Market volatility, tariffs, Brexit, upcoming elections in the US, and economic indicators point to the high likelihood of a recession impacting consumers and brands soon. Last week on Branding Strategy Insider, Corien Kershey offered six recession strategies for B2B brands. One of the strategies she recommends for downturns is to take advantage of the surplus of unemployed, experienced talent, bring in their fresh thinking and upgrade your team. This is excellent advice. When a recession forces brands to make tough decisions about their workforce, there could be an opportunity to use culture to achieve competitive advantage.
“Culture Is The Mark A Job Leaves On People” ~ Nathalie Gordon
Over at Campaign Live, Nathalie Gordon asks the question “What is workplace culture?” Her piece draws on informal social media research and gives any number of examples of the accessories to culture that are fun to read about: beer-filled fridges and creative collaboration spaces, but then she hits on the important points, saying, “Culture is the mark a job leaves on people. It’s what people say about where they work when they leave at night. And when they leave for other companies. It’s the way that where they work makes them feel. And the type of person it turns them into. It’s letting the people who work with you breathe. Explore. Develop. Live. And just generally caring about who they are and where they are going. It’s caring that they are happy but also that they are not… Culture is asking difficult questions and listening to the answers. Really listening. And sometimes being uncomfortable with what you hear.”
We haven’t had a recession in a time of heightened social media scrutiny. Back in 2008, outrage and offense were not the norm. The world was a different place. We can expect the next recession to put brands under a spotlight in the way they compensate executives, how their employees are impacted, and changes that happen through the supply chain.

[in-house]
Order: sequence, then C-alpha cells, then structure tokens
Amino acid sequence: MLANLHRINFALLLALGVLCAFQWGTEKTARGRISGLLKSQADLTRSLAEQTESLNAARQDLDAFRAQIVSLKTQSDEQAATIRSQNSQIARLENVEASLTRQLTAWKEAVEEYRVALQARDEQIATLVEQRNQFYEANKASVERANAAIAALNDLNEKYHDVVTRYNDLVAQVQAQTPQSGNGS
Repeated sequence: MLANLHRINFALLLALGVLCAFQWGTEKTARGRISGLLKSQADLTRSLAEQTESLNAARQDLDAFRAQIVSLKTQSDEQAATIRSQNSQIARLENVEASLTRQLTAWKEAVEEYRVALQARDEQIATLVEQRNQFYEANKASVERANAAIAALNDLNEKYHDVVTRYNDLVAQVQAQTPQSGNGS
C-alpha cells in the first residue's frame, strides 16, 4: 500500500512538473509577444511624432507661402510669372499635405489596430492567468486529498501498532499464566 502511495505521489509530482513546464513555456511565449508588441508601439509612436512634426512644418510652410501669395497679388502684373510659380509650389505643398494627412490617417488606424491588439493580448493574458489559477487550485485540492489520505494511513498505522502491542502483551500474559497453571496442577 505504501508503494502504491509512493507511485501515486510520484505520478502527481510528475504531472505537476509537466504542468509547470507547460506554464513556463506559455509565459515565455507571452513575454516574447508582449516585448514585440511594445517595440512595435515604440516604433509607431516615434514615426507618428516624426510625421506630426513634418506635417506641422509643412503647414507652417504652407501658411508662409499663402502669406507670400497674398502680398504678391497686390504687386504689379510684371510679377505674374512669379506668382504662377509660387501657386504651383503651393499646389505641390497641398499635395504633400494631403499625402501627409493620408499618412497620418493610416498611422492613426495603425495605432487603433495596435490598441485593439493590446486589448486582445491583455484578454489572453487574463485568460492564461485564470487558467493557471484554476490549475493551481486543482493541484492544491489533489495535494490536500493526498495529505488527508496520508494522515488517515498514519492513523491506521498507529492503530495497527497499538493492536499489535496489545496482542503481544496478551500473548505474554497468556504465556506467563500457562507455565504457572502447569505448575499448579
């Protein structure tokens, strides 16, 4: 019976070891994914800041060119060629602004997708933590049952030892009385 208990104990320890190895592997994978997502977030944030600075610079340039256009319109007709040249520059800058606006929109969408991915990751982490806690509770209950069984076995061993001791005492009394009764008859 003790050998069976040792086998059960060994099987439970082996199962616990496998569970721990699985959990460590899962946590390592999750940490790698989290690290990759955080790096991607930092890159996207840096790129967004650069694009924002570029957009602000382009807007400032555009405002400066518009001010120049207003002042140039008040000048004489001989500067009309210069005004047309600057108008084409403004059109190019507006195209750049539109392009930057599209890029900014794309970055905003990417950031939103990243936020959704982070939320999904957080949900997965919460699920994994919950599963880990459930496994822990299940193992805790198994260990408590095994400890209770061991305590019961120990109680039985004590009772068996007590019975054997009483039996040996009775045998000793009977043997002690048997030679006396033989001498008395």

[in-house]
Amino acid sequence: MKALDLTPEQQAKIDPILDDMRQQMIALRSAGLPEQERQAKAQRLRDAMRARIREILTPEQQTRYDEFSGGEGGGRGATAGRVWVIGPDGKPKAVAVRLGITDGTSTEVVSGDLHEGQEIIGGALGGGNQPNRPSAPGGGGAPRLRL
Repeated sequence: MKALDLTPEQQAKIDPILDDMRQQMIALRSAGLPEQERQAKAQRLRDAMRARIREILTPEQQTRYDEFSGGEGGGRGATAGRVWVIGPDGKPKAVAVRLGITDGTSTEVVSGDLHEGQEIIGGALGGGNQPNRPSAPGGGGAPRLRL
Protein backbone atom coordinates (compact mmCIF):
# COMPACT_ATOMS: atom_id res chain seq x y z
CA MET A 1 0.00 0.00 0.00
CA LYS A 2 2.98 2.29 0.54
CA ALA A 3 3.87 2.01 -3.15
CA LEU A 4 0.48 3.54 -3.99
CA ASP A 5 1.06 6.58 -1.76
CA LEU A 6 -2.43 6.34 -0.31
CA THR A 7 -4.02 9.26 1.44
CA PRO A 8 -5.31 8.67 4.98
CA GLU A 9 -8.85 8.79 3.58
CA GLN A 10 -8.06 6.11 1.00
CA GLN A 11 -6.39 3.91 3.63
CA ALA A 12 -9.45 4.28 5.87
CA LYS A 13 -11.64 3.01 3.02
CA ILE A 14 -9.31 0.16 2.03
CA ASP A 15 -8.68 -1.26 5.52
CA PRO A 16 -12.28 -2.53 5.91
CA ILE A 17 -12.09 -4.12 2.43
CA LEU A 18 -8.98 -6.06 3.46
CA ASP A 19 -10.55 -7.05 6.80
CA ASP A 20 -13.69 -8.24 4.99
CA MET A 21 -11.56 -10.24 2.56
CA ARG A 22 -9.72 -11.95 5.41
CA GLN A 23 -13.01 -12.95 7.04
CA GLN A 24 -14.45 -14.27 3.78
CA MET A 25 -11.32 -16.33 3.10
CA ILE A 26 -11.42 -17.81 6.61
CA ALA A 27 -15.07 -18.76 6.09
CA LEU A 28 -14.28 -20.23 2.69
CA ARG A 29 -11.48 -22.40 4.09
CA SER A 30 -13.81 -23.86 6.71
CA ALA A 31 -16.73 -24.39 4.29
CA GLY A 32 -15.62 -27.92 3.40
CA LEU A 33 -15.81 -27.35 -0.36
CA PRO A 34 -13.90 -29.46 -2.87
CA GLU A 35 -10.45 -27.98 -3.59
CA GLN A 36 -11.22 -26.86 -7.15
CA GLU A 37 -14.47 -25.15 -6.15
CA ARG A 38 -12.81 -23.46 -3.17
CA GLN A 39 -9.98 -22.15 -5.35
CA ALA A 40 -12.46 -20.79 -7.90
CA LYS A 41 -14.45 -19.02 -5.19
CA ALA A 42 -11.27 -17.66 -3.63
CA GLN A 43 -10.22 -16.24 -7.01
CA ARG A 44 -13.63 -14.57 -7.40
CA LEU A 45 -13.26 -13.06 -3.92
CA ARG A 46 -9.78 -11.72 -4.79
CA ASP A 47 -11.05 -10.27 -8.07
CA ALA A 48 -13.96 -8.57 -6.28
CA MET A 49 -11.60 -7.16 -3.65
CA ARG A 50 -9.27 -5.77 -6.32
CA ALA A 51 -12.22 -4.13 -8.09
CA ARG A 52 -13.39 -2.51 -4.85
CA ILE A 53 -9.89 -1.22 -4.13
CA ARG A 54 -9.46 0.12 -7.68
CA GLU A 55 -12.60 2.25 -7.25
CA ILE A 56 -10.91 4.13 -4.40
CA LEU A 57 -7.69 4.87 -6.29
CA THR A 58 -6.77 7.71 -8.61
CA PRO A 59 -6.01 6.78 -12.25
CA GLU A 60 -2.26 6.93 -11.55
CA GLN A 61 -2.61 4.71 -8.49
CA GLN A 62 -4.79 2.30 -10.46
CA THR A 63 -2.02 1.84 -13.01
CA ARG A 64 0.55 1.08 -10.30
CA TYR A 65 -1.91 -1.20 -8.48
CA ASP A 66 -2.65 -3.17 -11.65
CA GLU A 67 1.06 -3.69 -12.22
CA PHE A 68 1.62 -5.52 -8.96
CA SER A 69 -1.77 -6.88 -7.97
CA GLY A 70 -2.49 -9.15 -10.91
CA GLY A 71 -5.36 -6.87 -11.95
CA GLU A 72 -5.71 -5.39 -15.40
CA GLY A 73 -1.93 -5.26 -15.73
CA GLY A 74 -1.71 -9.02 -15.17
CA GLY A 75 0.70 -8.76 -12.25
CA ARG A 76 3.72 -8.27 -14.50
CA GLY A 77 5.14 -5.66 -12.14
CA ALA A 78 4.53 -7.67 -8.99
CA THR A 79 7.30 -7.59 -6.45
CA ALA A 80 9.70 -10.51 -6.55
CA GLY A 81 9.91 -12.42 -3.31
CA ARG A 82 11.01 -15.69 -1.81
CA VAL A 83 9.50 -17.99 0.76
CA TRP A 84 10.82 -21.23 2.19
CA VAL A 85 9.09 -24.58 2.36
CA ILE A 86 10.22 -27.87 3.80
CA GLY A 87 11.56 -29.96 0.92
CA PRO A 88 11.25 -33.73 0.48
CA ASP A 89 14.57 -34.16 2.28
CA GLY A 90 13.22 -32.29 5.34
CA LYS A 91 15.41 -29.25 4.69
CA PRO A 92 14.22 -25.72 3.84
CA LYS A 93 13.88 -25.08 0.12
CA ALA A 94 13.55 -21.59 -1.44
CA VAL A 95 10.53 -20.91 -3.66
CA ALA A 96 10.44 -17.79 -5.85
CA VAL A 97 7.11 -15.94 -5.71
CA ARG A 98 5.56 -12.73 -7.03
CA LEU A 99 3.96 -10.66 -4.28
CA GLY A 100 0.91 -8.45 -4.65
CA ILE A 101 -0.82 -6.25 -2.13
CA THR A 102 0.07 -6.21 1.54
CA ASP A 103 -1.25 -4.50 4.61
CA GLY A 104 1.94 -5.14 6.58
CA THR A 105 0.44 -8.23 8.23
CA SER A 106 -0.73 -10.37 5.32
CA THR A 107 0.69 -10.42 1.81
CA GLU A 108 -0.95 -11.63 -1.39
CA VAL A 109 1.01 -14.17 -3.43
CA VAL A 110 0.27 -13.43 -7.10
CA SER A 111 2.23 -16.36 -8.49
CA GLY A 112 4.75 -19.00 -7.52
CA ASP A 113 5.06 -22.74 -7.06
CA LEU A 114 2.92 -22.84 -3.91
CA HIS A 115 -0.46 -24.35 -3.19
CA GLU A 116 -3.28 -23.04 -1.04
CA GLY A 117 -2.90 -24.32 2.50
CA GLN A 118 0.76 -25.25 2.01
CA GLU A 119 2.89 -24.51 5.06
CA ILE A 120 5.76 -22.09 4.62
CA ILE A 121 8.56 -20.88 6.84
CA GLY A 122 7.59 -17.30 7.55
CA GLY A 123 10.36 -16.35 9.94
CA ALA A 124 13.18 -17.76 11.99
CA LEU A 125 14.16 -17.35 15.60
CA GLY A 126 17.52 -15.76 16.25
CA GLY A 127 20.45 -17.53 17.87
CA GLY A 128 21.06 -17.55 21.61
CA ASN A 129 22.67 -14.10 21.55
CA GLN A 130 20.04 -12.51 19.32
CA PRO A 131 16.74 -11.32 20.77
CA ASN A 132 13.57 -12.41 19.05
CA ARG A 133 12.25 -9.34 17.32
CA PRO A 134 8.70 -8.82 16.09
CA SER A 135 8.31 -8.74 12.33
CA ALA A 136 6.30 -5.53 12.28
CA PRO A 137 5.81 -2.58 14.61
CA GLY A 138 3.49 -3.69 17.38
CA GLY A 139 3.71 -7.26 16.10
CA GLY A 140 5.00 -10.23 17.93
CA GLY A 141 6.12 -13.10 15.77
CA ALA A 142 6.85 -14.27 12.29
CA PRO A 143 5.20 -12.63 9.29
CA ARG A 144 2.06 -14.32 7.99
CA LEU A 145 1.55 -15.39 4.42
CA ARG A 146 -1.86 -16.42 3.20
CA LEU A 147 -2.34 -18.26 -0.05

Pay Cuts Instead Of Layoffs
I believe that how brands treat their employees will be the most important piece of this upcoming recession puzzle for brands to sort out. And this is because a vast majority of workers (at least in the US) are living paycheck to paycheck. Depending on which study you read, the number is usually more than 50% and closer to 75%.
Go back about 10 years and there are some interesting examples of brands that pursued a strategy of pay cuts versus layoffs. Casino mogul Steve Wynn announced salaries workers earning $150,000 or more would see a 15% drop in pay, those making less would see 10%, and hourly workers would be reduced from 40 to 32 hours. Commenting on his decision at the time, Wynn said, “We don’t want anybody on unemployment here, or without insurance.”
Mitchell Lee Marks, a professor at San Francisco State University says, “Initially, this sounds really good to people because we’re all chipping in. It’s almost like in World War II when housewives bought organ meat instead of steaks and chops to save meat for the boys. There’s a sense of camaraderie and loyalty. But what if you don’t win the war? Then why did we do that?”
The key to this lies in transparency. When the recession hits, step up your internal corporate communications and encourage employee engagement. Realize that a pay cut for top executives might mean a reduction in vacations whereas line workers might be living on a budget where every last cent is allocated. If you do have to enact pay cuts to save jobs, take a lesson from Acco Brands, who established an emergency loan program for employees when they had to drop pay by 47% for six weeks.
Most of all – start preparing now. Brainstorm events and triggers and get a rough idea for how your brand will respond. Because how you respond will matter to employees, customers, the market and certainly your brand’s future.
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Branding Strategy Insider is a service of The Blake Project: A strategic brand consultancy specializing in Brand Research, Brand Strategy, Brand Growth and Brand Education